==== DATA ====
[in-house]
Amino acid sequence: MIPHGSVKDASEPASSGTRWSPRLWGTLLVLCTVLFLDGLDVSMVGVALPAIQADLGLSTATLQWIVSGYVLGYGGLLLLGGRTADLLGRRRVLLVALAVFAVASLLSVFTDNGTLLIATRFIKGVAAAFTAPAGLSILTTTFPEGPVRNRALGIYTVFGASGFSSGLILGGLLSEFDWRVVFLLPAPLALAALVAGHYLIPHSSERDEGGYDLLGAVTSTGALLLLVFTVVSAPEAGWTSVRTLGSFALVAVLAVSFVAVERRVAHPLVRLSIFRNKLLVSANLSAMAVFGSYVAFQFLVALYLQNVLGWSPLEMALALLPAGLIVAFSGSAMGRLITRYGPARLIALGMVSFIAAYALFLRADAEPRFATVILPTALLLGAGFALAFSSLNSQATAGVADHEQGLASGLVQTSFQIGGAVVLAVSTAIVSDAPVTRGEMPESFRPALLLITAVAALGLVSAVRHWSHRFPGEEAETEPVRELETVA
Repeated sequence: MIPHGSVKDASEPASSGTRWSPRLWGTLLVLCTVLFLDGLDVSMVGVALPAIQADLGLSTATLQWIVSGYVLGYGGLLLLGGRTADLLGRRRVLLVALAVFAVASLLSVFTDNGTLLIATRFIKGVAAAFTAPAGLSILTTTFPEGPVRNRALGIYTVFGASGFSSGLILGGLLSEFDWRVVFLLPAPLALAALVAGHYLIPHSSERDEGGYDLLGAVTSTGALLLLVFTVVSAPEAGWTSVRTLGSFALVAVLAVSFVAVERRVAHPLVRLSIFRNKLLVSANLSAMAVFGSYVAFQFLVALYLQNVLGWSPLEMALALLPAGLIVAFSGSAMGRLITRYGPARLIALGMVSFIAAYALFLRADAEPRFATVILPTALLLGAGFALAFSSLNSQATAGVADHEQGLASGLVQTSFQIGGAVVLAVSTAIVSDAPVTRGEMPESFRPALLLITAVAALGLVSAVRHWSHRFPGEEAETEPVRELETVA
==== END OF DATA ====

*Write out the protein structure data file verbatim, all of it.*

[in-house]
Amino acid sequence: MIPHGSVKDASEPASSGTRWSPRLWGTLLVLCTVLFLDGLDVSMVGVALPAIQADLGLSTATLQWIVSGYVLGYGGLLLLGGRTADLLGRRRVLLVALAVFAVASLLSVFTDNGTLLIATRFIKGVAAAFTAPAGLSILTTTFPEGPVRNRALGIYTVFGASGFSSGLILGGLLSEFDWRVVFLLPAPLALAALVAGHYLIPHSSERDEGGYDLLGAVTSTGALLLLVFTVVSAPEAGWTSVRTLGSFALVAVLAVSFVAVERRVAHPLVRLSIFRNKLLVSANLSAMAVFGSYVAFQFLVALYLQNVLGWSPLEMALALLPAGLIVAFSGSAMGRLITRYGPARLIALGMVSFIAAYALFLRADAEPRFATVILPTALLLGAGFALAFSSLNSQATAGVADHEQGLASGLVQTSFQIGGAVVLAVSTAIVSDAPVTRGEMPESFRPALLLITAVAALGLVSAVRHWSHRFPGEEAETEPVRELETVA
Repeated sequence: MIPHGSVKDASEPASSGTRWSPRLWGTLLVLCTVLFLDGLDVSMVGVALPAIQADLGLSTATLQWIVSGYVLGYGGLLLLGGRTADLLGRRRVLLVALAVFAVASLLSVFTDNGTLLIATRFIKGVAAAFTAPAGLSILTTTFPEGPVRNRALGIYTVFGASGFSSGLILGGLLSEFDWRVVFLLPAPLALAALVAGHYLIPHSSERDEGGYDLLGAVTSTGALLLLVFTVVSAPEAGWTSVRTLGSFALVAVLAVSFVAVERRVAHPLVRLSIFRNKLLVSANLSAMAVFGSYVAFQFLVALYLQNVLGWSPLEMALALLPAGLIVAFSGSAMGRLITRYGPARLIALGMVSFIAAYALFLRADAEPRFATVILPTALLLGAGFALAFSSLNSQATAGVADHEQGLASGLVQTSFQIGGAVVLAVSTAIVSDAPVTRGEMPESFRPALLLITAVAALGLVSAVRHWSHRFPGEEAETEPVRELETVA